Stories / Impact, Events

JBF Food Conference Day One: The 16 Most Memorable Things We Heard Today

Anya Hoffman

Anya Hoffman

October 27, 2014


Mitchell Davis and Mark Bittman

The 2014 JBF Food Conference, taking place today and tomorrow in New York City, explores the intersection of food and health—the myriad ways in which food supports personal and public health; fails to deliver on the promise of better health; and both drives and responds to other cultural forces in America today. We got off to an incredible start today with presentations and discussions about the relationship between food and health marked by thoughtful, impassioned insights and, at times, healthy debate.

Here are 16 of the most memorable things we heard today:

1) “Food and nutrition is fundamentally a public health problem and are not best dealt with in the physician’s office.” – Ezekiel Emanuel, M.D., Ph.D., Chair, Medical Ethics and Health Policy Department at University of Pennsylvania

2) “Healthwise, the gap between the best-off communities and the worst-off communities has been widening every single year since the mid-80s.” – Chris Murray, Director, Institute for Health Metrics and Evaluation

3) “Come into my neighborhood to work side by side with me, to share your resources and your help. This is what we need in lower income neighborhoods and neighborhoods of color. I want to change the paradigm from a hand-out to a hand in.” – Karen Washington, Urban Farmer and Community Activist, 2014 JBF Leadership Award Recipient

4) “You can make dog poop taste good with enough sugar, and the food industry does.” – Robert Lustig, M.D., Professor of Pediatrics in the Division of Endocrinology, University of California, San Francisco, and Author

5) “A can of condensed Campbell’s [tomato] soup has an equal amount of sugar to a Hershey bar.” – Jonathan Halperin, Founder, Designing Sustainability

6) “Let’s start a movement to make every school sugar-free.” – Laurie David, Executive Producer, Fed Up

7) “Yes, you can have sugar. You just shouldn’t have quite so much. And that requires government regulation.” – Marion Nestle, JBF Award Winner and Professor of Nutrition, Food Studies, and Public Health, New York University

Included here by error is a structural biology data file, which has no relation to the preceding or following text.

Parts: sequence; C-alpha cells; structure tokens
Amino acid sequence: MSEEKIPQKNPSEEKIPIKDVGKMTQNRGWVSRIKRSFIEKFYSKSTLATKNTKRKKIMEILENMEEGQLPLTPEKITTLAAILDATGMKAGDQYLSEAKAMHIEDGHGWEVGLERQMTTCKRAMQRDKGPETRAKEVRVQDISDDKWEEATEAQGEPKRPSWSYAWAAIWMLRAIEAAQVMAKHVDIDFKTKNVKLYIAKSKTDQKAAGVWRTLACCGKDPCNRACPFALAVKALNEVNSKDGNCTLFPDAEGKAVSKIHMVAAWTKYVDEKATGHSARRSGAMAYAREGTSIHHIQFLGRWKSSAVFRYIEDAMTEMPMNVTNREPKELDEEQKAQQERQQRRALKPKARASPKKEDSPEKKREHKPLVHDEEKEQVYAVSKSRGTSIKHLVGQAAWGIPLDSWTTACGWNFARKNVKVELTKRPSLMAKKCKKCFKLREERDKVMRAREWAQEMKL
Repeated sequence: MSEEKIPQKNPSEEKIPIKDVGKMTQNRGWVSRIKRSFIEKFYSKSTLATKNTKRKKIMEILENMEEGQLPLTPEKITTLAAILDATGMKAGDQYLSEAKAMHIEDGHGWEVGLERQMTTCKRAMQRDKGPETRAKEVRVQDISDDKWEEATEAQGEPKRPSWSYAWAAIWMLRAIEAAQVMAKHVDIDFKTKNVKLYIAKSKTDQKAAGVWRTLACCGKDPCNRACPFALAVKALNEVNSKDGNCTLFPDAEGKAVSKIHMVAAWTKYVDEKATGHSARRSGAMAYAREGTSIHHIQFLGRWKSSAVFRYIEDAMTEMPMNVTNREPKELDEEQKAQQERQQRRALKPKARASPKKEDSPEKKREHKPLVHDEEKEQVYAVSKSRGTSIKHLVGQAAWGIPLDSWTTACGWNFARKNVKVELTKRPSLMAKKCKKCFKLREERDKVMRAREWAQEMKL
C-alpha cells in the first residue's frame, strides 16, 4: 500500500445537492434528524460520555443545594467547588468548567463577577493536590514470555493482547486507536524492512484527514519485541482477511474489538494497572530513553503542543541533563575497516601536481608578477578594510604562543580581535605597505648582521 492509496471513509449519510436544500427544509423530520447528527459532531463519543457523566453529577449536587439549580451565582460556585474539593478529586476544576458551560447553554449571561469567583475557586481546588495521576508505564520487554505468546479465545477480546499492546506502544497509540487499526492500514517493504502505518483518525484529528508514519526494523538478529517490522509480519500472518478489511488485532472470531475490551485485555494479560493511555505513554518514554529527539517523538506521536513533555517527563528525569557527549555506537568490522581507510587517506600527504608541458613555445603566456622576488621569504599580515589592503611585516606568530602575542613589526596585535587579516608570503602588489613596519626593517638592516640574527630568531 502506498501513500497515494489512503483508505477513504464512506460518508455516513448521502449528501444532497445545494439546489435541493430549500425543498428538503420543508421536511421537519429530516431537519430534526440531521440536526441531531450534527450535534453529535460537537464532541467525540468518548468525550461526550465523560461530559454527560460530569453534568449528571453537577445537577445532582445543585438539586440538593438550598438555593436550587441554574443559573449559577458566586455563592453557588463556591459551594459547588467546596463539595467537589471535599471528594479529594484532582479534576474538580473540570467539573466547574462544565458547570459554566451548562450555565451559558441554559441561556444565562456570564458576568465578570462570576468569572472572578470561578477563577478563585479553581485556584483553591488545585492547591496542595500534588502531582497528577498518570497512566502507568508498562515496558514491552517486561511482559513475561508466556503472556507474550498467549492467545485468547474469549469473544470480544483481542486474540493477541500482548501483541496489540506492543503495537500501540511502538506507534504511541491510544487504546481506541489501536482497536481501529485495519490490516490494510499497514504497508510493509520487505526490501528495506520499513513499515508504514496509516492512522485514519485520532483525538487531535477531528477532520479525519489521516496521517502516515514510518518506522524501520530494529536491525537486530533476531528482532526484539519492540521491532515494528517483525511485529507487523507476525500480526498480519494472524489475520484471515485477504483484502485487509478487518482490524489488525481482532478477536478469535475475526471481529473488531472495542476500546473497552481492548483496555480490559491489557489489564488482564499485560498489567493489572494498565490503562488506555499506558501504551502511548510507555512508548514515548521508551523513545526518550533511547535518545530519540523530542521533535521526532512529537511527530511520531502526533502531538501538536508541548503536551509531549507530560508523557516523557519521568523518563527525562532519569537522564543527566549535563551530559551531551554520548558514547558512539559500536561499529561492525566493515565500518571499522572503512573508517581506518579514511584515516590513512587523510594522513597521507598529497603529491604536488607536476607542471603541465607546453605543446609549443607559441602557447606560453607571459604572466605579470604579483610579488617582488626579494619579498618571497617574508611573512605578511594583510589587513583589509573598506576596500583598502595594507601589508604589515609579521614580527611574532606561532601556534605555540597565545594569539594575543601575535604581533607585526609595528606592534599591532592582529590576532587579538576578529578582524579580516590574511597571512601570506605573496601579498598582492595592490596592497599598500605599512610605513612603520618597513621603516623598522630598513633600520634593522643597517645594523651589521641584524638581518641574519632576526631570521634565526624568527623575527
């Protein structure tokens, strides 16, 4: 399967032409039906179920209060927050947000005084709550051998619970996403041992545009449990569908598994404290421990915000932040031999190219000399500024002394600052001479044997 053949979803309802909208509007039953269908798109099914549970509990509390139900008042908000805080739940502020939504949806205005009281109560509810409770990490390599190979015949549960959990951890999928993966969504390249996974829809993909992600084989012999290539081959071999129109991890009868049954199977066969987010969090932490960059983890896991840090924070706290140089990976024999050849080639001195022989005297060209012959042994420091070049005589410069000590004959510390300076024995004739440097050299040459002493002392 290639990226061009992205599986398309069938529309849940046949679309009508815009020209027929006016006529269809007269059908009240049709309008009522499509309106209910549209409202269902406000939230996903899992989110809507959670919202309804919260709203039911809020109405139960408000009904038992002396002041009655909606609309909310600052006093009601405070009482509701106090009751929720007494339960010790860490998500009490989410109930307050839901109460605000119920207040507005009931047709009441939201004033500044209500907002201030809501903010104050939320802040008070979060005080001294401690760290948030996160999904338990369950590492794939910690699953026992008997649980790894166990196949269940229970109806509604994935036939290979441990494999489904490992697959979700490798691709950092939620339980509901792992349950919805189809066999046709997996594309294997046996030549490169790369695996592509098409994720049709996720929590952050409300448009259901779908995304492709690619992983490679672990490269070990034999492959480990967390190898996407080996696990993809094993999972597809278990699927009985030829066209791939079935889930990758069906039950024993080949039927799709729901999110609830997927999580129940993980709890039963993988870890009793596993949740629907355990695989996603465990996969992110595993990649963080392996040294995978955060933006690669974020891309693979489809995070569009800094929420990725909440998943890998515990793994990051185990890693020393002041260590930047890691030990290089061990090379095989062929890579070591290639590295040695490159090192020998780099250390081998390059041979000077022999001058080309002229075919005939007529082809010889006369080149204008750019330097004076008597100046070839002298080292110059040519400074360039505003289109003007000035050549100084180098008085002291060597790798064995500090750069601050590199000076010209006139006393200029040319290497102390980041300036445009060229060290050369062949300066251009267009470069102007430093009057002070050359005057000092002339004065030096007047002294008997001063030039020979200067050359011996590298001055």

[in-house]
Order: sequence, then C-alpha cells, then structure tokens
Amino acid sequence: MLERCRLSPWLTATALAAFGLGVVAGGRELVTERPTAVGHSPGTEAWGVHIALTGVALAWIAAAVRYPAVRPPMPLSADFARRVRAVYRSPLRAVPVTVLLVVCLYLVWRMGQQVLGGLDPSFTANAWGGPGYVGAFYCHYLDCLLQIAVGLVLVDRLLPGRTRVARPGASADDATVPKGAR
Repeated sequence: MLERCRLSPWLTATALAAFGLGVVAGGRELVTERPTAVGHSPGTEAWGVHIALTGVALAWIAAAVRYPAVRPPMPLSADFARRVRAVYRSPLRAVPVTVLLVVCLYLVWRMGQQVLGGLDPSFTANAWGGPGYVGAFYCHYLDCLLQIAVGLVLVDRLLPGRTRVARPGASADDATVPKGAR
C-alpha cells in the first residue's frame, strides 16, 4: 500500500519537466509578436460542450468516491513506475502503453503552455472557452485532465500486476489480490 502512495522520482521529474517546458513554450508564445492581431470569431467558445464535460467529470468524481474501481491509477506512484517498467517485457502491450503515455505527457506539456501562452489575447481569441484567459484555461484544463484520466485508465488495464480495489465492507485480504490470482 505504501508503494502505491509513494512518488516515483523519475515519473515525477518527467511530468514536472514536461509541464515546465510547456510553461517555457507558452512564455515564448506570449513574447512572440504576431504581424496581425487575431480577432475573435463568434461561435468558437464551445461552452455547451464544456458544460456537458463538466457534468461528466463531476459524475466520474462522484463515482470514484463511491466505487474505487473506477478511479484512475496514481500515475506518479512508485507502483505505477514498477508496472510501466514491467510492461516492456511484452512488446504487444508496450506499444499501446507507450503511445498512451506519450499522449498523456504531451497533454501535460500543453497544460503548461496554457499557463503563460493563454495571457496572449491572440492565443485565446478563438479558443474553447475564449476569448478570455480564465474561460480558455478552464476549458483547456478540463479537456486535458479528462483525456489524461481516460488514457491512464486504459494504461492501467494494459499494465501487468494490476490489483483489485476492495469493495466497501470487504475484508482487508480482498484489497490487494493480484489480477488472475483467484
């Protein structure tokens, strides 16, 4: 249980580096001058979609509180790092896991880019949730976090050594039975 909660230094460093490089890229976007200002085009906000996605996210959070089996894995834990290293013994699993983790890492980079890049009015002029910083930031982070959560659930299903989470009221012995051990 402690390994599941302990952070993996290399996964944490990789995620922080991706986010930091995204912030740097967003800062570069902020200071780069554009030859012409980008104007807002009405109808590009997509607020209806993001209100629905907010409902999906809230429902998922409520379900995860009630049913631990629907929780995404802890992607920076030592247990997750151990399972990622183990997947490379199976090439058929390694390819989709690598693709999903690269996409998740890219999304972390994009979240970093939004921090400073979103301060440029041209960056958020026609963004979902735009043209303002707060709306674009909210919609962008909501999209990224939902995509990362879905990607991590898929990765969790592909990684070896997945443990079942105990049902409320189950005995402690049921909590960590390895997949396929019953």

8) “Vote with your fork and vote with your vote.” – Marion Nestle

9) "This is no longer just a medical issue. It's a public health issue, and a social justice issue." – Sarah Fine of the Bigger Picture Campaign on diabetes

10) “Health inequities are not linked to a lack of cooking skills or poor budgeting or a character flaw. They’re linked to things like unemployment or lack of childcare or poor housing.” – Nick Saul, President and CEO, Community Food Centres Canada

11) “Food banks don’t work, because it’s really hard for food banks to bite the hand that feeds them, and the hand that feeds them is big corporations.” – Nick Saul

12) “People should have the choice of whether they want to grow their own food or whether they want to go to Trader Joe’s and get one of those delicious chocolate bars with the whole almonds in it.” – Toni Griffin, Director, J. Max Bond Center on Design for a Just City, on lack of choice in low-income communities

13) “More than 75 percent of physicians feel inadequately trained to counsel patients on food and diet.” – Miriam Arond, Director, Good Housekeeping Research Institute

14) “We can’t alter the natural world without it having a profound effect on our health.” – Kathleen Frith, President, Glynwood

15) “The fact that people interested in food are seeing the link not only between food and environment, which is important; not only between food and health, which is important; but between food and labor—that’s a movement.” – Mark Bittman, Author and Journalist, The New York Times

16) “The overuse of antibiotics is killing people. The overuse of GMOs is not killing people—as directly. We have to get antibiotics out of the food supply.” – Mark Bittman on whether antibiotics or GMOs are a bigger problem

Join us tomorrow for day two of the JBF Food Conference! Follow along by watching a LIVE broadcast at

Anya Hoffman is a freelance writer and contributing editor at the James Beard Foundation. Find her on Twitter.